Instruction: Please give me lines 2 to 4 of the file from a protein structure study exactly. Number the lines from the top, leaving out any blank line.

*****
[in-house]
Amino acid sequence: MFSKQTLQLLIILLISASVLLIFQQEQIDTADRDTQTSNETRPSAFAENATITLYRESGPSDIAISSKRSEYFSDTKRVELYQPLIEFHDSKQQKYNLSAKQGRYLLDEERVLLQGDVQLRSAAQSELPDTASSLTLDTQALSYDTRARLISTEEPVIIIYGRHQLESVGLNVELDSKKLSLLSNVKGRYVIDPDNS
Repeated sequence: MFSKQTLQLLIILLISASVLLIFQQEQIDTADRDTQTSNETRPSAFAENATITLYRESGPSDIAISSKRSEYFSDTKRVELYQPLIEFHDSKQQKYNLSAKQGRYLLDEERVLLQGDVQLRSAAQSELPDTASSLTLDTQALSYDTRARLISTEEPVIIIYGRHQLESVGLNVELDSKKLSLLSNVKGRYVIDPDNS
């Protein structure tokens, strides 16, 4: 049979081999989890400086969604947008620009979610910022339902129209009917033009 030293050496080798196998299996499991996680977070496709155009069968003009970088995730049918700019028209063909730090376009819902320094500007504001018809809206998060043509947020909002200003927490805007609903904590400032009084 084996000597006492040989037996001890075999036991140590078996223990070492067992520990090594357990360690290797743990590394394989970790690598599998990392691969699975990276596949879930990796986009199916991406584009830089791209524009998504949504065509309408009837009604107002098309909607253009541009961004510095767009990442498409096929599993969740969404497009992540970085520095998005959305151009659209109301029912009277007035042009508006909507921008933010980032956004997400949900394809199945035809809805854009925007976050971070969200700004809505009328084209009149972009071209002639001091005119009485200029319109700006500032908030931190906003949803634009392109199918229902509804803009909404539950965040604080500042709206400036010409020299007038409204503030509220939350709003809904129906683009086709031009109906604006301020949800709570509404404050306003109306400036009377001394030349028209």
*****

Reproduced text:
Amino acid sequence: MFSKQTLQLLIILLISASVLLIFQQEQIDTADRDTQTSNETRPSAFAENATITLYRESGPSDIAISSKRSEYFSDTKRVELYQPLIEFHDSKQQKYNLSAKQGRYLLDEERVLLQGDVQLRSAAQSELPDTASSLTLDTQALSYDTRARLISTEEPVIIIYGRHQLESVGLNVELDSKKLSLLSNVKGRYVIDPDNS
Repeated sequence: MFSKQTLQLLIILLISASVLLIFQQEQIDTADRDTQTSNETRPSAFAENATITLYRESGPSDIAISSKRSEYFSDTKRVELYQPLIEFHDSKQQKYNLSAKQGRYLLDEERVLLQGDVQLRSAAQSELPDTASSLTLDTQALSYDTRARLISTEEPVIIIYGRHQLESVGLNVELDSKKLSLLSNVKGRYVIDPDNS
């Protein structure tokens, strides 16, 4: 049979081999989890400086969604947008620009979610910022339902129209009917033009 030293050496080798196998299996499991996680977070496709155009069968003009970088995730049918700019028209063909730090376009819902320094500007504001018809809206998060043509947020909002200003927490805007609903904590400032009084 084996000597006492040989037996001890075999036991140590078996223990070492067992520990090594357990360690290797743990590394394989970790690598599998990392691969699975990276596949879930990796986009199916991406584009830089791209524009998504949504065509309408009837009604107002098309909607253009541009961004510095767009990442498409096929599993969740969404497009992540970085520095998005959305151009659209109301029912009277007035042009508006909507921008933010980032956004997400949900394809199945035809809805854009925007976050971070969200700004809505009328084209009149972009071209002639001091005119009485200029319109700006500032908030931190906003949803634009392109199918229902509804803009909404539950965040604080500042709206400036010409020299007038409204503030509220939350709003809904129906683009086709031009109906604006301020949800709570509404404050306003109306400036009377001394030349028209």